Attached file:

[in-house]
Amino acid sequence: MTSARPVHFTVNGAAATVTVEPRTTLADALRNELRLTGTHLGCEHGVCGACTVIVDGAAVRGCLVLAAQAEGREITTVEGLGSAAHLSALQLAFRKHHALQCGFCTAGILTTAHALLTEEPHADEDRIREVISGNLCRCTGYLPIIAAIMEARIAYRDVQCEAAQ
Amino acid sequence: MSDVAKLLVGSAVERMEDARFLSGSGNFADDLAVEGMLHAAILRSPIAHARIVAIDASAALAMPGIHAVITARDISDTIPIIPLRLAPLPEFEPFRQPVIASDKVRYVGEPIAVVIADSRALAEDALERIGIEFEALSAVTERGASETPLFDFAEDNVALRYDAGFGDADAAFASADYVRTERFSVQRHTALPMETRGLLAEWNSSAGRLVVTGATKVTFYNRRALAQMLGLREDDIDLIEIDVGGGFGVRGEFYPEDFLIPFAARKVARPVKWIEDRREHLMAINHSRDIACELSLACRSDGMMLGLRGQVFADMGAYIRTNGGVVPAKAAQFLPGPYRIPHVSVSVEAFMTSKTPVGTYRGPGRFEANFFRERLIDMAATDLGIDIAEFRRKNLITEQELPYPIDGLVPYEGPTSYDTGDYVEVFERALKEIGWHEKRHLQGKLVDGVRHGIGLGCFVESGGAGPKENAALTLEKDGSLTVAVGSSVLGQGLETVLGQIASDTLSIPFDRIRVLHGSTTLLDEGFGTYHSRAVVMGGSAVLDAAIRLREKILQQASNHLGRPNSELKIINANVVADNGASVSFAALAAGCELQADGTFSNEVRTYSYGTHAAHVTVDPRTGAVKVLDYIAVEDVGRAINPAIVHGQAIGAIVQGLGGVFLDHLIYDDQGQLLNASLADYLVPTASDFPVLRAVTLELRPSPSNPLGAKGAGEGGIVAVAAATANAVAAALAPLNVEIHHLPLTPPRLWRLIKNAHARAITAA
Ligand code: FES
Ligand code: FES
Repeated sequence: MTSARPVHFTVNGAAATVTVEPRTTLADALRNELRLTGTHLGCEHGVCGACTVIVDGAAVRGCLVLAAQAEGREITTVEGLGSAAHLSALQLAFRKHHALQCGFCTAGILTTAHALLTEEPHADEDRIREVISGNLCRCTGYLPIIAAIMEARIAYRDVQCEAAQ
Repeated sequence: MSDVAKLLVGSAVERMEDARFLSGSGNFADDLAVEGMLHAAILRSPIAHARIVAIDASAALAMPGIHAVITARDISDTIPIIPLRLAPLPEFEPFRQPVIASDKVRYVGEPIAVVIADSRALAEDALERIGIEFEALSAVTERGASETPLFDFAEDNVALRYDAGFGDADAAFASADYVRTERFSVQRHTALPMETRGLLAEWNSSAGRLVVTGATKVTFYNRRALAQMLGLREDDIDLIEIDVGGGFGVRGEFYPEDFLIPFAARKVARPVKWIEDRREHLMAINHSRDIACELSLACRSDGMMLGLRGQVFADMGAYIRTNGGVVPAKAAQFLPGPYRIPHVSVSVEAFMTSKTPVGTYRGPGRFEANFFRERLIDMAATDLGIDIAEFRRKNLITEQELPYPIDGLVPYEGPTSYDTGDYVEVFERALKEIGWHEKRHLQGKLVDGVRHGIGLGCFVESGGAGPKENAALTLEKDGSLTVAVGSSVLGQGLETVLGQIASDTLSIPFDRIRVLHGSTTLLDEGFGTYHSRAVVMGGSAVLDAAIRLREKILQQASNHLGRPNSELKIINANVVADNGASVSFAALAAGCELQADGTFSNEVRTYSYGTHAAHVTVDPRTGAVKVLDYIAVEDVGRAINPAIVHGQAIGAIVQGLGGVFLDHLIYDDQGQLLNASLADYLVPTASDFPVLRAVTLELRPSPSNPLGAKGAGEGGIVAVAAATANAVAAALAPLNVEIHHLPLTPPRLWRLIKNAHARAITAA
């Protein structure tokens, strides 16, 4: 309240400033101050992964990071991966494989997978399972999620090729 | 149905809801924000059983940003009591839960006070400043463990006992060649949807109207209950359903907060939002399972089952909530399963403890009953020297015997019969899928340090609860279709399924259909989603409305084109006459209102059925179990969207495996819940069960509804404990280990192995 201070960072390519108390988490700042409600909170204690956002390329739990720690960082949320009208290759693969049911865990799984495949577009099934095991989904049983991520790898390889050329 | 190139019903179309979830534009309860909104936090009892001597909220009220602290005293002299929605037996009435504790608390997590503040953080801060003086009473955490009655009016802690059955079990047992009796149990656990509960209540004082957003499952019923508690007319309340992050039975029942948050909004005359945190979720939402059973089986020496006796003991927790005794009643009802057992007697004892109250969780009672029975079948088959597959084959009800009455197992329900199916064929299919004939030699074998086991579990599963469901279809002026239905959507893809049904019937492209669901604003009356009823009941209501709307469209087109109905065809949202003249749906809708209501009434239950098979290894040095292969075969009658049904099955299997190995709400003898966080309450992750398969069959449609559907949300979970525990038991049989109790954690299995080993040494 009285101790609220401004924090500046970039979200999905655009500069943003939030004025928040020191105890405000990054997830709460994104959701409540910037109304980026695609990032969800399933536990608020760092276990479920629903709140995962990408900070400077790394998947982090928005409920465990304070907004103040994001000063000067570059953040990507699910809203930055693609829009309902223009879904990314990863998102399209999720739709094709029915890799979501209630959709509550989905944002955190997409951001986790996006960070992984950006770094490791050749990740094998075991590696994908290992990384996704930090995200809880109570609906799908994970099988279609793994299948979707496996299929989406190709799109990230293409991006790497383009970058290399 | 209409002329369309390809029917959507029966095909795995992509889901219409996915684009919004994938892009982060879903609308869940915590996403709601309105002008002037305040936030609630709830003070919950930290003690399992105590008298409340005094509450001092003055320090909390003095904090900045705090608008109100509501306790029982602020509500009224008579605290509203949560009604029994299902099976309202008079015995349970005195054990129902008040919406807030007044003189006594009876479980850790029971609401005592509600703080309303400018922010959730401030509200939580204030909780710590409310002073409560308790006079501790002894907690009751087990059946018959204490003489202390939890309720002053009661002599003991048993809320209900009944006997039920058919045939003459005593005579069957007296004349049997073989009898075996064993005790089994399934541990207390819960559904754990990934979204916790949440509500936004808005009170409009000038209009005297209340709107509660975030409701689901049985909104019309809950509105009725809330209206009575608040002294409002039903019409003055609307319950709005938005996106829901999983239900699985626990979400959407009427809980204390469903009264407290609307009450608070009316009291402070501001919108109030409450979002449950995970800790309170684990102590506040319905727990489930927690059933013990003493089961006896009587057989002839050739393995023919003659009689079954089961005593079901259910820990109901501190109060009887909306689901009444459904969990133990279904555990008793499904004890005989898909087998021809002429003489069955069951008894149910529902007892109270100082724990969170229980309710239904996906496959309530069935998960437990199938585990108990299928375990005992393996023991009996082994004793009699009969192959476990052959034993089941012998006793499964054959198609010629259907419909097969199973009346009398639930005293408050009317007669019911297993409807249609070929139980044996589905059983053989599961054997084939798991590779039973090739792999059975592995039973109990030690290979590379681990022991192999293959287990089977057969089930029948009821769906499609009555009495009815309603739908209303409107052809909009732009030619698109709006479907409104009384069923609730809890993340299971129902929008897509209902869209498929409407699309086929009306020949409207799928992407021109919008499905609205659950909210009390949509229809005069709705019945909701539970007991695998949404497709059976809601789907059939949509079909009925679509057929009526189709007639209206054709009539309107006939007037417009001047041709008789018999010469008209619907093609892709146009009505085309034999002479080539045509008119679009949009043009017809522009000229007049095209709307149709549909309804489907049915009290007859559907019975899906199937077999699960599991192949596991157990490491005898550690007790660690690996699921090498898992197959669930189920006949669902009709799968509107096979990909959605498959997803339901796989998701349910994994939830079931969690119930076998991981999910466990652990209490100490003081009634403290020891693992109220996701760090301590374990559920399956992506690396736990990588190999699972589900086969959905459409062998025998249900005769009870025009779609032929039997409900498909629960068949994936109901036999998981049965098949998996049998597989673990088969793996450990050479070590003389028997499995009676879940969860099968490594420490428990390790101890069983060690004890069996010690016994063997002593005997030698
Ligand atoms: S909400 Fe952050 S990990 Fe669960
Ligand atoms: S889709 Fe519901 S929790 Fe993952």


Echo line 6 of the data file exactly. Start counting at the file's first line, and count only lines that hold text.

Repeated sequence: MTSARPVHFTVNGAAATVTVEPRTTLADALRNELRLTGTHLGCEHGVCGACTVIVDGAAVRGCLVLAAQAEGREITTVEGLGSAAHLSALQLAFRKHHALQCGFCTAGILTTAHALLTEEPHADEDRIREVISGNLCRCTGYLPIIAAIMEARIAYRDVQCEAAQ